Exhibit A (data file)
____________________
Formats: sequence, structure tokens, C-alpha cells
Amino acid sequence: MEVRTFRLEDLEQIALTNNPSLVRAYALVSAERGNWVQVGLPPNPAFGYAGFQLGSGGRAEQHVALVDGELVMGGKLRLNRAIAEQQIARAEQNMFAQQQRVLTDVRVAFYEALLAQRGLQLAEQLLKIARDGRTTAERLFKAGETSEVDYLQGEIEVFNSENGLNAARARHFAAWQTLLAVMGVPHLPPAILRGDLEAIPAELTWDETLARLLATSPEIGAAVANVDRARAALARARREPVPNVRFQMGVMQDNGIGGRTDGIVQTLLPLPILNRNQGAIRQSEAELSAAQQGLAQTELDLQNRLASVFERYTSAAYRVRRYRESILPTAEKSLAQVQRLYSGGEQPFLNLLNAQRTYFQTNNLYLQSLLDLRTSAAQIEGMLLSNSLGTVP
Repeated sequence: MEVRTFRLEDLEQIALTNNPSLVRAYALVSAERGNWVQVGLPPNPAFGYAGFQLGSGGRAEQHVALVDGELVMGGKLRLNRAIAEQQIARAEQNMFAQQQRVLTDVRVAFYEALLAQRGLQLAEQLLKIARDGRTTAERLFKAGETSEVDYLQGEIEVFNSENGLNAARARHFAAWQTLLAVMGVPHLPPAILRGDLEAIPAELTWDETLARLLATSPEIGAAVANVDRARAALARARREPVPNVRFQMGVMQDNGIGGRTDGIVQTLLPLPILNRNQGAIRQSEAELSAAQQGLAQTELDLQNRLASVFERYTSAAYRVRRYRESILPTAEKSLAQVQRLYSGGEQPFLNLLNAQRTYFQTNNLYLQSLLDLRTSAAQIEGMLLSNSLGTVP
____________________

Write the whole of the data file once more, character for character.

Formats: sequence, structure tokens, C-alpha cells
Amino acid sequence: MEVRTFRLEDLEQIALTNNPSLVRAYALVSAERGNWVQVGLPPNPAFGYAGFQLGSGGRAEQHVALVDGELVMGGKLRLNRAIAEQQIARAEQNMFAQQQRVLTDVRVAFYEALLAQRGLQLAEQLLKIARDGRTTAERLFKAGETSEVDYLQGEIEVFNSENGLNAARARHFAAWQTLLAVMGVPHLPPAILRGDLEAIPAELTWDETLARLLATSPEIGAAVANVDRARAALARARREPVPNVRFQMGVMQDNGIGGRTDGIVQTLLPLPILNRNQGAIRQSEAELSAAQQGLAQTELDLQNRLASVFERYTSAAYRVRRYRESILPTAEKSLAQVQRLYSGGEQPFLNLLNAQRTYFQTNNLYLQSLLDLRTSAAQIEGMLLSNSLGTVP
Repeated sequence: MEVRTFRLEDLEQIALTNNPSLVRAYALVSAERGNWVQVGLPPNPAFGYAGFQLGSGGRAEQHVALVDGELVMGGKLRLNRAIAEQQIARAEQNMFAQQQRVLTDVRVAFYEALLAQRGLQLAEQLLKIARDGRTTAERLFKAGETSEVDYLQGEIEVFNSENGLNAARARHFAAWQTLLAVMGVPHLPPAILRGDLEAIPAELTWDETLARLLATSPEIGAAVANVDRARAALARARREPVPNVRFQMGVMQDNGIGGRTDGIVQTLLPLPILNRNQGAIRQSEAELSAAQQGLAQTELDLQNRLASVFERYTSAAYRVRRYRESILPTAEKSLAQVQRLYSGGEQPFLNLLNAQRTYFQTNNLYLQSLLDLRTSAAQIEGMLLSNSLGTVP